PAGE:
New York’s Congressional delegation honored Willis Carrier on the 100th anniversary of his great innovation–inventing air-conditioning.

Carrier in 1902 had installed machinery in a Brooklyn print shop that cooled the air;  he later installed air-conditioning in the U.S. Capitol, making it possible for legislators to meet in cool comfort even in Washington’s oppressive summers.  President Jefferson had refused to spend summers in Washington’s brutal climate, but since 1928, thanks to Carrier, member of Congress could stay at their posts while their constituents sweltered at home.

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Willis Carrier

Carrier had created a business in 1915, and the air-conditioning industry, Congress noted, employed 700,000 people, and made it possible for Americans to live and work in comfort.  Congressman James Walsh, a Republican from Syracuse, sponsored the resolution–Syracuse was Carrier’s home, and Carrier was one of the largest employers in the State of New York.  Joining in honoring Carrier were New York’s two Senators, Charles Schumer and Hilary Rodham Clinton, and the Senators from Connecticut, Christopher Dodd and Joe Lieberman (Carrier’s parent company,United Technologies Corporation (UTC), is based in Farmington).  Republicans, Democrats, Independents, from the Northeast and from Texas, joined together in cool comfort to honor one of the nation’s great benefactors.

As they passed between the cool chambers of the House and Senate on this hot day in June, did they pass the statue of Dr. John Gorrie?  Gorrie stands in Statuary Hall representing the State of Florida, sent there in grateful tribute for his invention of . . . air conditioning.Gorrie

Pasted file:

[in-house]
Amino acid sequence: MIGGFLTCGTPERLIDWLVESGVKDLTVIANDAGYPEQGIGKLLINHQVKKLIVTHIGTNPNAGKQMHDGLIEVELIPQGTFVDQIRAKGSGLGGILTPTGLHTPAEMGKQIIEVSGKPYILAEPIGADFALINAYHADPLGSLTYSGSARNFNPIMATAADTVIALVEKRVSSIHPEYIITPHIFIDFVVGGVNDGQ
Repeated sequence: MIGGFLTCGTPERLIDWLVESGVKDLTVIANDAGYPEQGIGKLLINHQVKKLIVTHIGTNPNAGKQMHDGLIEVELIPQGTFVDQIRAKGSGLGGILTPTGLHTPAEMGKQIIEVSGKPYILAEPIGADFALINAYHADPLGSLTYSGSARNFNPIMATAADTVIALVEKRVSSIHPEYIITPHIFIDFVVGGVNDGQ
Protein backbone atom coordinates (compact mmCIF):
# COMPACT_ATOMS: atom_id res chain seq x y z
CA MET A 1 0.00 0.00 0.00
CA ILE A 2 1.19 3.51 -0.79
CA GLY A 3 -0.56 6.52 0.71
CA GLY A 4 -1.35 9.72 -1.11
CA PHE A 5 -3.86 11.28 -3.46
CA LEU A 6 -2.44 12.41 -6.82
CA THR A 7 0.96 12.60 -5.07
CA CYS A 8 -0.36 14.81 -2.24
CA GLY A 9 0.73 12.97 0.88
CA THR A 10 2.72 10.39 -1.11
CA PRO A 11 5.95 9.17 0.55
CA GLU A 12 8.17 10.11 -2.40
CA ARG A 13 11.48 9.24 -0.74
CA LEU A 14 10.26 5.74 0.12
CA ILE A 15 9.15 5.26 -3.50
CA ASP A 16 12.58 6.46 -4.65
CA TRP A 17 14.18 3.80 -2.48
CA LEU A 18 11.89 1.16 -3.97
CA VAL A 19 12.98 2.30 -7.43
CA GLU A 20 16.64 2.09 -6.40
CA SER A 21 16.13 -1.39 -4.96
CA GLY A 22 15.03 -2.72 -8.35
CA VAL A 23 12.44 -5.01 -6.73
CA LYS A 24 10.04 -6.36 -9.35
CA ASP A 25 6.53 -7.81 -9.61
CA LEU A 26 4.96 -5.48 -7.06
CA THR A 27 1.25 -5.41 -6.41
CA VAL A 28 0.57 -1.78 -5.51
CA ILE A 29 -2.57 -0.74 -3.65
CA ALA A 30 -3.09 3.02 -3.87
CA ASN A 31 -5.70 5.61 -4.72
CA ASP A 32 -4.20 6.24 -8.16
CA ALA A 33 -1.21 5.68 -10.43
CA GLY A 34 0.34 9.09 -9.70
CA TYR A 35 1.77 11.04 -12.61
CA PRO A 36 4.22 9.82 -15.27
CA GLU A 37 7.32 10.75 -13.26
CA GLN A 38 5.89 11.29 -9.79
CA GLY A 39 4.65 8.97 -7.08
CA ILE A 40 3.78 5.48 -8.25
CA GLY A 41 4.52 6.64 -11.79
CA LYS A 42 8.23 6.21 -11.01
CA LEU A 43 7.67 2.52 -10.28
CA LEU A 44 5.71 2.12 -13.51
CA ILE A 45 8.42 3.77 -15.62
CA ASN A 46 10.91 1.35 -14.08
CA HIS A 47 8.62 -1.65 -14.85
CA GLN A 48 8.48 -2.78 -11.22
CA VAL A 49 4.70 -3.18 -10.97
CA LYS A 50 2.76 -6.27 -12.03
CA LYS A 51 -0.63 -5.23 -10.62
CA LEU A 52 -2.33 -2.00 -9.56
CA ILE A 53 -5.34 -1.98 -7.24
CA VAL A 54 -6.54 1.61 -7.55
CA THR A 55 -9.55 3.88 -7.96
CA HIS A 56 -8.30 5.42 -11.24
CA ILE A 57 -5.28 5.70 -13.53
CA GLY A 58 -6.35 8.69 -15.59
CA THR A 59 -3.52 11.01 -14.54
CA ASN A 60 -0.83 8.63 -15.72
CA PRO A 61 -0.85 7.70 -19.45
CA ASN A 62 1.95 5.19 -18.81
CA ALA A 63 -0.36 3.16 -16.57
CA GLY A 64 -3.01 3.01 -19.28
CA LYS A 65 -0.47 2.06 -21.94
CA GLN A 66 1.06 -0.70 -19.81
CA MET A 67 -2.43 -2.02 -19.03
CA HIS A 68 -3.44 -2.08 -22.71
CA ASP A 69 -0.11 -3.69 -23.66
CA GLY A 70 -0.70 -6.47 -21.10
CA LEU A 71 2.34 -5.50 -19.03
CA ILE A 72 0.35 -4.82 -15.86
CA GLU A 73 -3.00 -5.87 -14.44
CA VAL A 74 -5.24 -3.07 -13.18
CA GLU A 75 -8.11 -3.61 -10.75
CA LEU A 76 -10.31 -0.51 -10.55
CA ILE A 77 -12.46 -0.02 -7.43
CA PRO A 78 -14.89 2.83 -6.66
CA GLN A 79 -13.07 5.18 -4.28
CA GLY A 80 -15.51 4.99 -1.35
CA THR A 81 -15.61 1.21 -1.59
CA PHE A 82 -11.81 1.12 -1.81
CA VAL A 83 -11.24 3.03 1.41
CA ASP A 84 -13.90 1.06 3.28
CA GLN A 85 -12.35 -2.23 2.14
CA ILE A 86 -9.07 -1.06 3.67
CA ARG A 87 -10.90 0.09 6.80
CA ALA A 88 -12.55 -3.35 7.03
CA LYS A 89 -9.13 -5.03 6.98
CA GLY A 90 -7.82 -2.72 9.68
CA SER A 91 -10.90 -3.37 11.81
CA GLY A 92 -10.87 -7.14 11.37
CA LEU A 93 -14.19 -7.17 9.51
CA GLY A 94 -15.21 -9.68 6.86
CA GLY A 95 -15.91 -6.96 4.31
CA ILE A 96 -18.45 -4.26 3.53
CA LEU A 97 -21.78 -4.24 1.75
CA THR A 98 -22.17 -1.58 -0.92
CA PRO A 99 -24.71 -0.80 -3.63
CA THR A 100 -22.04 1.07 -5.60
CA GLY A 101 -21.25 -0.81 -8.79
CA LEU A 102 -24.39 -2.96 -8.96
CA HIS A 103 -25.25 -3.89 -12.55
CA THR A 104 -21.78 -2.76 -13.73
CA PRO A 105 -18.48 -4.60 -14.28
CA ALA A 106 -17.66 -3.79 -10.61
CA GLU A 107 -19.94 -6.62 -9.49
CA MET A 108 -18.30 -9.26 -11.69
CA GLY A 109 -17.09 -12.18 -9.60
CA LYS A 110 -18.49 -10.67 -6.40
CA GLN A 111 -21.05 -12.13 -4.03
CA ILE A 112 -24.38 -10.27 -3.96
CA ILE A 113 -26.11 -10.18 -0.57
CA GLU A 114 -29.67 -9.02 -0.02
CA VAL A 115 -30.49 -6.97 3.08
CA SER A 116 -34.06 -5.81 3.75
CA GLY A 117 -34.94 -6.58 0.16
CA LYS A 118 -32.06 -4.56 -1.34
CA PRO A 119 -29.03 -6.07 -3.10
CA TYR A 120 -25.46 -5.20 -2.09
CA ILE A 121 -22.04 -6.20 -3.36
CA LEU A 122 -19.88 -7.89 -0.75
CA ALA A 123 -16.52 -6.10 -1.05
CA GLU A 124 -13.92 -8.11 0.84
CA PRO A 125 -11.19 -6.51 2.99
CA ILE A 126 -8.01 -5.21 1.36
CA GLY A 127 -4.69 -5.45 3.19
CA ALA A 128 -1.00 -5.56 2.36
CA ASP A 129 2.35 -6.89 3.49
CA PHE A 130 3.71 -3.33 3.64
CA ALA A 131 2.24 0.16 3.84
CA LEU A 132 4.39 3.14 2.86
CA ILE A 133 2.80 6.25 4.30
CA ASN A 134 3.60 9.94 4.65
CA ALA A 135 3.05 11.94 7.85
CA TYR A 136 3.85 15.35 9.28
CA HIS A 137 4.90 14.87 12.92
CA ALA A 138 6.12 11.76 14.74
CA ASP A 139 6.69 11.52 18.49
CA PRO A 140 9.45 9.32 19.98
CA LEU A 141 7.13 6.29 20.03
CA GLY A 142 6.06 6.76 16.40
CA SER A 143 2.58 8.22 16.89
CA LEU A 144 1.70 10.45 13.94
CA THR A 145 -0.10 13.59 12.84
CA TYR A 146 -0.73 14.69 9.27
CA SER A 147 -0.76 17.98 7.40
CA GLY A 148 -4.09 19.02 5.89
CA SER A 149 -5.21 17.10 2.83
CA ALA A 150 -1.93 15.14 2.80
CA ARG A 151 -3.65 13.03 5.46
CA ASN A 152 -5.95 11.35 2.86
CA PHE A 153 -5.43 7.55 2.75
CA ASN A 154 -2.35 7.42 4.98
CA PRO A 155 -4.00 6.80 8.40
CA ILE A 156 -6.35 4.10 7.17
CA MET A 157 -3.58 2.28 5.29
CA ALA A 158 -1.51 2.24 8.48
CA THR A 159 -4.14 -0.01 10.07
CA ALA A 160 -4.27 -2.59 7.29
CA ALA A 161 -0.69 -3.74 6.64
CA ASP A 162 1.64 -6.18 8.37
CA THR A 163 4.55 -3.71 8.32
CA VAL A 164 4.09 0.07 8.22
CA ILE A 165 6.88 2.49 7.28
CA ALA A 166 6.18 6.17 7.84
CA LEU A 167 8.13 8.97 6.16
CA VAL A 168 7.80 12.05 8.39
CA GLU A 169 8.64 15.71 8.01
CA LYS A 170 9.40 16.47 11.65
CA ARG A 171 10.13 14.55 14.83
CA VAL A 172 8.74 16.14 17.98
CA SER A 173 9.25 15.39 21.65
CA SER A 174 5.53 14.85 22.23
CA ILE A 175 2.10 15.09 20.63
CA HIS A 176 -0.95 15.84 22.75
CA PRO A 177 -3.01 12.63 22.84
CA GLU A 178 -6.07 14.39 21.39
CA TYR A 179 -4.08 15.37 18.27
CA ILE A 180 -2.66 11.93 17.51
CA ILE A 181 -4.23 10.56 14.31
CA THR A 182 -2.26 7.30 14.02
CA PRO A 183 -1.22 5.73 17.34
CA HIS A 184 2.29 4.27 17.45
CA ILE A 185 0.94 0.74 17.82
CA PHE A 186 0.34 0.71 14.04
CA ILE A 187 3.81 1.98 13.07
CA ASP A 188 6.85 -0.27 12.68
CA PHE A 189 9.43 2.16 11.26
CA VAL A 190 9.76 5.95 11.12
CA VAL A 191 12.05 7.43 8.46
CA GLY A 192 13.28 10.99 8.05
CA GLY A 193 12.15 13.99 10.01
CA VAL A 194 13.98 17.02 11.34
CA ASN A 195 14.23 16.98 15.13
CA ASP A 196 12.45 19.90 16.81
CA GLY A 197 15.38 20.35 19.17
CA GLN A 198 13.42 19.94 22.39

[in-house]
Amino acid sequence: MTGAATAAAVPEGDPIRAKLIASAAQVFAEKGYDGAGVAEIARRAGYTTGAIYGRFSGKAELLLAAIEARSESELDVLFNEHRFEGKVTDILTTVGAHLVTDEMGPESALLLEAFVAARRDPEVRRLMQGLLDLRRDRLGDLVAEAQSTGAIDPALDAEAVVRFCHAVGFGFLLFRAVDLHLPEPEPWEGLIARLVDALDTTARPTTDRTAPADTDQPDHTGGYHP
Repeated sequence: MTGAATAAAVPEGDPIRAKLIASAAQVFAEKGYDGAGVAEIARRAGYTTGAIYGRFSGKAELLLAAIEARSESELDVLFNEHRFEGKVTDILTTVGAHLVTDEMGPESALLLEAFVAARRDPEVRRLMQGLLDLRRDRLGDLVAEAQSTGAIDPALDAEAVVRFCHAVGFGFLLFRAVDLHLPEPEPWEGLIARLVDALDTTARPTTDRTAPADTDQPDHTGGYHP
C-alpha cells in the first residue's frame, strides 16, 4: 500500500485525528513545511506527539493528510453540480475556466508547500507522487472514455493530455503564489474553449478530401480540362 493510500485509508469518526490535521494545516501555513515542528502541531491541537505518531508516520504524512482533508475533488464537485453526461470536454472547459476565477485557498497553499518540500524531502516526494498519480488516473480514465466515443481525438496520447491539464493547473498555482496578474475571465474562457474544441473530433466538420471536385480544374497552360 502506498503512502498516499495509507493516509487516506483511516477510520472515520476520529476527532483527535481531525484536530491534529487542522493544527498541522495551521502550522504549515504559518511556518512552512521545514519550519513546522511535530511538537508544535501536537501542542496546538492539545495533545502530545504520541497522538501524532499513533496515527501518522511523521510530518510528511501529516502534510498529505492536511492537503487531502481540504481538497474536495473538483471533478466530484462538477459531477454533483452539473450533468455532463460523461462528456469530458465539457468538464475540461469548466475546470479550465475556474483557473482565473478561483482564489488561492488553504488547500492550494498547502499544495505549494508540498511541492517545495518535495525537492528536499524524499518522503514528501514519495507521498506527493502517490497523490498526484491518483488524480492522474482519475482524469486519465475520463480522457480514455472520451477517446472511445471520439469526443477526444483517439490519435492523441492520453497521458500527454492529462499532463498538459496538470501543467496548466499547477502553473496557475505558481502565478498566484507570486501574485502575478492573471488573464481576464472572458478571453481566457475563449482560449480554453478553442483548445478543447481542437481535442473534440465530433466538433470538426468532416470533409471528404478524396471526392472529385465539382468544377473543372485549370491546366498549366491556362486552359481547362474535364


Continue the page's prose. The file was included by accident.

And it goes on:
Florida placed the statue here in 1914–so Dr. Gorrie sweltered in the Capitol Building for 14 Washington summers before Willis Carrier brought relief.  According to the Architect of the Capitol, Gorrie is “considered the father of refrigeration and air-conditioning.”  We can imagine Carrier and his installation team paying proper respect to their forbear.

Who was John Gorrie?  He was a doctor, trained in upstate New York, who set up shop in Apalachicola in 1833.   Apalachicola was just-f0unded as a cotton port.  Though Apalachicola’s summer-time population dwindled to a thousand or so, it quadrupled in the fall and winter when the expansive bay was filled with ships from New England, Havana, LeHavre, London, and Liverpool coming to buy cotton brought down the Apalachicola River from Columbus, Georgia, and sell manufactured goods.  By 1840 over 130,000 bales of cotton left Apalachicola every year, and more than forty  3-storied brick and granite cotton warehouses lined the waterfront.  This boom-town was the 3rd busiest port on the Gulf Coast, after New Orleans and Mobile.

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The founders laid out the streets in a grid-pattern modeled on Philadelphia, and Gorrie, 30 years old when he arrived, became active in the community–founding treasurer of the Masonic Lodge, founding vestryman of Trinity Episcopal Church, president of the Apalachicola branch of the Bank of Pensacola, postmaster, city councilor, and in 1837, four years after first setting foot in the town, the Intendant, or Mayor.
The next year he married Caroline Francis Myrick Beman, a widow, who ran the Florida Hotel.